Belarus and NATO: still far from cooperation, but dialogue starts
The agreement between the Defence Ministries of Latvia and Belarus is a standard one, covering cooperation on international security and defence policy. Belarus needs a dialogue with NATO countries in the defence field, but regards it as having secondary importance for the overall Belarusian-western normalisation strategy.
During his visit to Riga on December 5th and 6th, 2016, Belarusian Defence Minister Andrei Raukou signed the cooperation agreement between the Defence Ministries of Latvia and Belarus in the defence field.
Despite political and economic disputes between Belarus and Russia, the Belarusian authorities still regard Russia as the main partner in the security field. Inter alia, due to technical reasons: the need to maintain combat readiness of the armament inherited from the Soviet Union. The Belarusian-western normalisation suggests political normalisation too, which includes cooperation in the security filed and defence field in particular, as a crucial component.
It should be noted, that the Belarusian-Latvian ‘cooperation’ agreement, in fact, aims to create conditions for a bilateral military dialogue, so that the parties become more predictable and transparent in the international security and defence policy, airspace control, arms control, military medicine, environmental protection, and in holding cultural and sports events in the Armed Forces of the two states. Prospects for cooperation between the Belarusian and western defence agencies (including Latvia) depend entirely and directly on the political dialogue between the parties.
The Belarusian Defence Minister Ravkov’s visit to Latvia is a part of the general trend aimed at improving relations with the West. That said, there are no reasons to talk about Minsk’s geopolitical U-turn. The Belarusian authorities are attempting to find a balance between cooperating with the West with minimal Western influence on Belarus, and retaining amicable relations with Russia.
The Belarusian economy was shrinking for the second year in a row, in 2016, by 2.6%. Before 2015, the Belarusian economy was growing for 18 consecutive years. In order to stop the economic slump, Belarus needs a favourable international market situation and to settle all trade disputes with Russia. The Belarusian economy is unlikely to recover before 2018.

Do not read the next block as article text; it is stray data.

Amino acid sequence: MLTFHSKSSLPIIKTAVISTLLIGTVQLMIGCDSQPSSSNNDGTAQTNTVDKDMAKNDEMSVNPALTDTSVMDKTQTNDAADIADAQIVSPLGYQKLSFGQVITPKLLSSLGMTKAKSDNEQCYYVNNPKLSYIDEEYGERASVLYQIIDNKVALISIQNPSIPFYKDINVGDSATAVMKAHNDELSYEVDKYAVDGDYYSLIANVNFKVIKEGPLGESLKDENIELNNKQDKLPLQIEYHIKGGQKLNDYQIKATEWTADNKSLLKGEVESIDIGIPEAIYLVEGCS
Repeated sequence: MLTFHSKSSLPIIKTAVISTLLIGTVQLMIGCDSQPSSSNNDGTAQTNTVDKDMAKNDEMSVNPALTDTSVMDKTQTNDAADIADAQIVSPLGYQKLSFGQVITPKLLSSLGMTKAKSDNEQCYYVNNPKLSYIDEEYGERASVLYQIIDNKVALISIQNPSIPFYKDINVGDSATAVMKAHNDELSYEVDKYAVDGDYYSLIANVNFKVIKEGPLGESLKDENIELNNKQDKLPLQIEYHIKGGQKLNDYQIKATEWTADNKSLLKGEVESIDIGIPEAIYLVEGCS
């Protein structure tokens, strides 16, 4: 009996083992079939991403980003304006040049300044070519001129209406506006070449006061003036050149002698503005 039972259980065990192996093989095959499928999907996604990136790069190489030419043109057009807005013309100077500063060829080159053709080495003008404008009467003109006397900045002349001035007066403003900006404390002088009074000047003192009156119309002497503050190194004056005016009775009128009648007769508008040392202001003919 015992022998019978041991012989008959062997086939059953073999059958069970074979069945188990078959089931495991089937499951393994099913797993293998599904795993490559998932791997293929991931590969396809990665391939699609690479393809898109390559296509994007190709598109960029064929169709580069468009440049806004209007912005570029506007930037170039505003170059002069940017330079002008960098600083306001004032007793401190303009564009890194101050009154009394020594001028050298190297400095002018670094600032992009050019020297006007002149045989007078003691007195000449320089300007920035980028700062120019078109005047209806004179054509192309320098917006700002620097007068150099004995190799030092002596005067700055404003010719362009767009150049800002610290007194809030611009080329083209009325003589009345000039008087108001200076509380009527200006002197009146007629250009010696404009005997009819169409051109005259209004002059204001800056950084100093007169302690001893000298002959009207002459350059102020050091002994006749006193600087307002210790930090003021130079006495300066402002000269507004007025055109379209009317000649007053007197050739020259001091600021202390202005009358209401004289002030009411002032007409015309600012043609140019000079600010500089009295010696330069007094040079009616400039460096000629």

According to the preliminary reports, in 2016, Belarus had a 2.6% GDP decline. The Belarusian economy was shrinking for the second year in a row – a 3.8% decline in 2015. Most economic indicators in 2016, except in agriculture, had negative values. Wholesale trade had the most negative impact on GDP due to falling exports of potash fertilizers and petrochemicals, as well as construction, due to reduced investment in fixed assets by enterprises and decreased housing construction volumes.
In 1996-2011, the Belarusian economy was growing most rapidly, average GDP growth rate was 6.9% per year. In 2011, amid emission injections in the economy, disproportionate growth of wages against the background of low productivity and significant financial aid for loss-making agricultural, construction and industrial enterprises, the Belarusian rouble depreciated by three times. The absence of economic reforms and significant relative weight of state in the economy amid deteriorating external economic environment led to a sharp economic slowdown – circa 1% per year in 2012-2014; the slowdown was followed by the recession, caused by a slump in the prices for basic exports from Belarus and cuts in soft loans issued to maintain production volumes.
Belarus’ budget for 2017 is based on anticipated 0.2% growth. The expected decrease in the construction volume is circa 17% in 2017, which is unlikely to allow industrial growth with the renewal of fixed assets by legal entities. Even if wages grow, they will be offset by the 15% increase in utility tariffs by late 2017. Wholesale trade is largely dependent on the potash market situation and the oil processing volume at the Belarusian refineries. In view of the planned reduction in Russian oil supply in Q1 2017 to 4 million tons, wholesale growth is only possible provided the potash market situation improves. In late 2016, engineering output increased significantly, but amid the trade conflict with Russia, she may prioritise purchases from domestic manufacturers. In the given circumstances, Belarus’ GDP would only grow in 2017, provided the Russo-Belarusian dispute over energy supplies was fully resolved, Russia removed barriers for Belarusian exports and the potash market situation improved. That said, Belarus’ GDP in 2017 is likely to decrease by 0.5% - 1% and is likely to be followed by an attempt to overcome the recession in 2018.
The Belarusian economy has been in recession for two consecutive years. Amid anticipated decline in retail trade, construction and unresolved dispute over energy supplies from Russia, economic recession is likely to persist in 2017 and the economic recovery may be postponed until 2018.